ADHD Drug Fails to Boost Performance in Healthy Students
A pilot study investigating the effects of attention-deficit/hyperactivity disorder (ADHD) medications in college students without ADHD has revealed an unexpected finding: contrary to popular belief, the so-called “study drugs” did not improve cognitive performance in the population.
“We hypothesized that Adderall would enhance cognition in the healthy students, but instead, the medication did not improve reading comprehension or fluency, and it impaired working memory,” said study co-investigator Lisa Weyandt, PhD, a psychology professor at the University of Rhode Island in Kingston. “Not only are they not benefitting from it academically, but it could be negatively affecting their performance.”
An estimated 5% to 35% of US college students without ADHD are believed to illegally use ADHD medications in an attempt to better their academic performance, researchers explained.
This first-ever multisite pilot study, which involved 13 healthy college students without ADHD, investigated the effect of the standard 30-mg dose of mixed-salts amphetamine (Adderall) on cognitive, autonomic, and emotional functioning. The double-blind study design assigned each student the ADHD drug during a 5-hour session and placebo during another 5-hour session to allow the researchers to measure the drug effects in individuals and across the group.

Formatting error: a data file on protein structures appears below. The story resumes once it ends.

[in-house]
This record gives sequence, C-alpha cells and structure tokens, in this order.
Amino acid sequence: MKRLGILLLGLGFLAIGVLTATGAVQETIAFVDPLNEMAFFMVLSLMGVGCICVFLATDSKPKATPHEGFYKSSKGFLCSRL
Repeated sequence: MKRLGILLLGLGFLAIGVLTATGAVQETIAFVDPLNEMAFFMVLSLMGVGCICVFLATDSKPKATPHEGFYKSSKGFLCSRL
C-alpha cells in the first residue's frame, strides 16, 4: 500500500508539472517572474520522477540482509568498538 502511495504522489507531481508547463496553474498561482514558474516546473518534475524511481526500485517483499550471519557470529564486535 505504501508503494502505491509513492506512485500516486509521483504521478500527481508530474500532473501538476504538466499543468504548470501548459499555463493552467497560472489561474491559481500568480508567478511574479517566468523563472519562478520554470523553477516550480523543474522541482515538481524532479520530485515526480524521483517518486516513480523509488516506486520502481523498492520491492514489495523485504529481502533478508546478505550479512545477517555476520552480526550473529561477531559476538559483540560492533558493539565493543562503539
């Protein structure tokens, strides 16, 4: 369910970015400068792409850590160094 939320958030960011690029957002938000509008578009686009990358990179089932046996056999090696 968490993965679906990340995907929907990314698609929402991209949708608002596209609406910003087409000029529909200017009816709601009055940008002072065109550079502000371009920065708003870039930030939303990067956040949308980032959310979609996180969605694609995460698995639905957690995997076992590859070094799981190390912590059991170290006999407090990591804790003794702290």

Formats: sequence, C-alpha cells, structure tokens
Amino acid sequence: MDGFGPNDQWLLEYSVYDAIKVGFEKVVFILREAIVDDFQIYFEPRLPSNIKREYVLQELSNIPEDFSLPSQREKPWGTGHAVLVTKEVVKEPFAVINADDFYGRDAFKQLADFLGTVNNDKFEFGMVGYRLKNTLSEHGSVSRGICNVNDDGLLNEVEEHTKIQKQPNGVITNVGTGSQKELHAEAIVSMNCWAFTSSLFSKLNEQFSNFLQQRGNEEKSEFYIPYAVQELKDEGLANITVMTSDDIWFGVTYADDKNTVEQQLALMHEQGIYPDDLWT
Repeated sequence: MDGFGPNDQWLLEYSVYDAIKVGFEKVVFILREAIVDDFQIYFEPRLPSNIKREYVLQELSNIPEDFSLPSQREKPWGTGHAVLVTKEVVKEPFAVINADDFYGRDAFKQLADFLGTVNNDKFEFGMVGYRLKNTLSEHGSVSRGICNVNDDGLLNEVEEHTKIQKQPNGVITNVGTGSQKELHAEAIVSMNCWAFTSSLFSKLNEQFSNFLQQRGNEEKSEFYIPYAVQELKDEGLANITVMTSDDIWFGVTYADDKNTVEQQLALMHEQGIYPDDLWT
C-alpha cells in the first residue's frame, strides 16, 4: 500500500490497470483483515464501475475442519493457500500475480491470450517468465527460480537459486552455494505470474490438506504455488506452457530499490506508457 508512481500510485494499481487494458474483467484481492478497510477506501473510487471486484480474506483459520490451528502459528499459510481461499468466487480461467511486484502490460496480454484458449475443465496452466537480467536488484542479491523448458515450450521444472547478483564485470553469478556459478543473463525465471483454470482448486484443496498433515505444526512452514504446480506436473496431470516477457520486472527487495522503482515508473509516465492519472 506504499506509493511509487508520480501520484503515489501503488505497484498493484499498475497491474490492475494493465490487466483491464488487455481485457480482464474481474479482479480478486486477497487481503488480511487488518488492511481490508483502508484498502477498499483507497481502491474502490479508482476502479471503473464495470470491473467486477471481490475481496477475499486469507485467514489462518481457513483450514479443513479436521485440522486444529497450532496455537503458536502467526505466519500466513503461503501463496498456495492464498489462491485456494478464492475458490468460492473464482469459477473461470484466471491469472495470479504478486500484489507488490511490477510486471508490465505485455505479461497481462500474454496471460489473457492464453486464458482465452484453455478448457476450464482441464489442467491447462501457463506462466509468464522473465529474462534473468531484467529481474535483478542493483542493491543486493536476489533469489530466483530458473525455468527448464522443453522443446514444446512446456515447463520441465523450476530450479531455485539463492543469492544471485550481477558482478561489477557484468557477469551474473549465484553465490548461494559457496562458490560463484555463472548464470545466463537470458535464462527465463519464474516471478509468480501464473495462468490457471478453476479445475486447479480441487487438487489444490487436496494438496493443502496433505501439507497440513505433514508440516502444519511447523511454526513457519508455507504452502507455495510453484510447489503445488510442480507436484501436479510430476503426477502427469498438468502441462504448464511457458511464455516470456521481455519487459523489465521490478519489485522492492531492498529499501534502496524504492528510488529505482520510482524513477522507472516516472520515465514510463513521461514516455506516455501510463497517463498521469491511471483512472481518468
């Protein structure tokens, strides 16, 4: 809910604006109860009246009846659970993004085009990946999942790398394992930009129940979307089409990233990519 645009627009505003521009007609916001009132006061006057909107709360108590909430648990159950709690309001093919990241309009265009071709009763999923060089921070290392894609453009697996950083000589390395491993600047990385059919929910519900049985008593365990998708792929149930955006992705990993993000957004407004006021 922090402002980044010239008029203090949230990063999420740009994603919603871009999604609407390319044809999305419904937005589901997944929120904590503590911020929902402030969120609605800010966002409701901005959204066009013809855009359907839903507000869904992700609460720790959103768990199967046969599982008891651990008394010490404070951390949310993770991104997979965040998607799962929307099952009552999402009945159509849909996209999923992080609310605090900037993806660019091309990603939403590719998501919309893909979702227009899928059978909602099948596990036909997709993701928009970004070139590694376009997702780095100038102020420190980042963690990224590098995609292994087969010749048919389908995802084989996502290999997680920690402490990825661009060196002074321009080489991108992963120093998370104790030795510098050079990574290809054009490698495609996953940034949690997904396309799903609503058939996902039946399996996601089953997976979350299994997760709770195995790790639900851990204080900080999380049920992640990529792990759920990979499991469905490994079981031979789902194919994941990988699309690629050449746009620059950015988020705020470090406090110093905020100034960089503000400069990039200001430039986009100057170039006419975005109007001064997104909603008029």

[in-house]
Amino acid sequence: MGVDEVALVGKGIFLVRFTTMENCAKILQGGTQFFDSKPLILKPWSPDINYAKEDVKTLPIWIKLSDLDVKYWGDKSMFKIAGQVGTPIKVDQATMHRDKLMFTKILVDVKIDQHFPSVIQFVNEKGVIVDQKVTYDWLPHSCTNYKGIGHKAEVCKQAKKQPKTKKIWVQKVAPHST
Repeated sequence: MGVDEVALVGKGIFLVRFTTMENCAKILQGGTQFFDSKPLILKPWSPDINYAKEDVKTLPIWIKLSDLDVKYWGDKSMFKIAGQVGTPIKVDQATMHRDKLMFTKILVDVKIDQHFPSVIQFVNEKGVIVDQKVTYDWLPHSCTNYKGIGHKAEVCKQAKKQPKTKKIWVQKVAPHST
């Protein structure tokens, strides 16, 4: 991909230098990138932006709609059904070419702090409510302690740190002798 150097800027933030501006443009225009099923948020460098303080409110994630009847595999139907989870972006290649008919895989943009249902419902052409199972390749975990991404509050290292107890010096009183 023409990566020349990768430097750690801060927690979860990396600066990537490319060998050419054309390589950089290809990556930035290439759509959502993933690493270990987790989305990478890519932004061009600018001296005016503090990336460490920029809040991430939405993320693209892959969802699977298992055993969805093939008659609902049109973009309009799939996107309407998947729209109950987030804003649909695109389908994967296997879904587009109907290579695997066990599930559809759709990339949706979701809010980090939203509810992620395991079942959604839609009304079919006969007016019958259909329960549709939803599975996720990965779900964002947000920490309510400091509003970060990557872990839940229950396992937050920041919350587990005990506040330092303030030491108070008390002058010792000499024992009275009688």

As published in the journal Pharmacy, the findings revealed an expected improvement in attention and focus. However, that improvement failed to generate better performance on neurocognitive tasks that gauged short-term memory, reading comprehension, and fluency
Students experienced much larger effects on positive mood and bodily responses, including heart rate and blood pressure, researchers reported.
“These are classic effects of psychostimulants,” said study co-investigator Tara White, PhD, an assistant professor of research in behavioral and social sciences at Brown University in Providence, Rhode Island. “The fact that we see these effects on positive emotion and cardiovascular activity, in the same individuals for whom cognitive effects were small or negative in direction, is important. It indicates that the cognitive and the emotional impact of these drugs are separate. How you feel under the drug does not necessarily mean that there is an improvement in cognition; there can be a decrease, as seen here in young adults without ADHD.”
Drs. Weyandt and White plan to apply for federal funding to continue their research with a larger group of healthy college students.